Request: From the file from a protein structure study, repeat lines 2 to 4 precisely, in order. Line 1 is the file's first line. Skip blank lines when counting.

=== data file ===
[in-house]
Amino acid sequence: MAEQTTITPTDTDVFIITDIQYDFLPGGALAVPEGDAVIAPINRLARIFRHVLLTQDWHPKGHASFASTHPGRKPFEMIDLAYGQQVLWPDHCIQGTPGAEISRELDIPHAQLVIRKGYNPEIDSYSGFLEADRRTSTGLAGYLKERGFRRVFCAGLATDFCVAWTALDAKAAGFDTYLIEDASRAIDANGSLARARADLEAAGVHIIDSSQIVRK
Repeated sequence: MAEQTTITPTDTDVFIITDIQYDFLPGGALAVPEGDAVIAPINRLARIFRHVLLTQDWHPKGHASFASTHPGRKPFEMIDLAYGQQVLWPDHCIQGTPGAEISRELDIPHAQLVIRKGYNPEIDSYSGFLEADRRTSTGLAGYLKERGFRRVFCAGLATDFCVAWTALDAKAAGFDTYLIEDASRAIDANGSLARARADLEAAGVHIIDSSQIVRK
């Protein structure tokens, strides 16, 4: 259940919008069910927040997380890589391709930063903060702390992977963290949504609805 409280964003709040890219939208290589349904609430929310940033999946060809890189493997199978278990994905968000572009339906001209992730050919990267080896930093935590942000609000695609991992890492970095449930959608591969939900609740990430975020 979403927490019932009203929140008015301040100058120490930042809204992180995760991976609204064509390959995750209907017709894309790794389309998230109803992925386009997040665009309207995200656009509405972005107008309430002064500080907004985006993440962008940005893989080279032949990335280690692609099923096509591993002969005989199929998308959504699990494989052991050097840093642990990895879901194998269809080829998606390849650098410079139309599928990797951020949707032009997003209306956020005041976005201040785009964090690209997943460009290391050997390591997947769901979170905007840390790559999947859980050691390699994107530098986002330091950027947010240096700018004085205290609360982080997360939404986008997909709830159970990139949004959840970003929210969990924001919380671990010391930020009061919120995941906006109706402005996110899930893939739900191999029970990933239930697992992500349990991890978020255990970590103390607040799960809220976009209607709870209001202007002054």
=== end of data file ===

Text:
Amino acid sequence: MAEQTTITPTDTDVFIITDIQYDFLPGGALAVPEGDAVIAPINRLARIFRHVLLTQDWHPKGHASFASTHPGRKPFEMIDLAYGQQVLWPDHCIQGTPGAEISRELDIPHAQLVIRKGYNPEIDSYSGFLEADRRTSTGLAGYLKERGFRRVFCAGLATDFCVAWTALDAKAAGFDTYLIEDASRAIDANGSLARARADLEAAGVHIIDSSQIVRK
Repeated sequence: MAEQTTITPTDTDVFIITDIQYDFLPGGALAVPEGDAVIAPINRLARIFRHVLLTQDWHPKGHASFASTHPGRKPFEMIDLAYGQQVLWPDHCIQGTPGAEISRELDIPHAQLVIRKGYNPEIDSYSGFLEADRRTSTGLAGYLKERGFRRVFCAGLATDFCVAWTALDAKAAGFDTYLIEDASRAIDANGSLARARADLEAAGVHIIDSSQIVRK
């Protein structure tokens, strides 16, 4: 259940919008069910927040997380890589391709930063903060702390992977963290949504609805 409280964003709040890219939208290589349904609430929310940033999946060809890189493997199978278990994905968000572009339906001209992730050919990267080896930093935590942000609000695609991992890492970095449930959608591969939900609740990430975020 979403927490019932009203929140008015301040100058120490930042809204992180995760991976609204064509390959995750209907017709894309790794389309998230109803992925386009997040665009309207995200656009509405972005107008309430002064500080907004985006993440962008940005893989080279032949990335280690692609099923096509591993002969005989199929998308959504699990494989052991050097840093642990990895879901194998269809080829998606390849650098410079139309599928990797951020949707032009997003209306956020005041976005201040785009964090690209997943460009290391050997390591997947769901979170905007840390790559999947859980050691390699994107530098986002330091950027947010240096700018004085205290609360982080997360939404986008997909709830159970990139949004959840970003929210969990924001919380671990010391930020009061919120995941906006109706402005996110899930893939739900191999029970990933239930697992992500349990991890978020255990970590103390607040799960809220976009209607709870209001202007002054």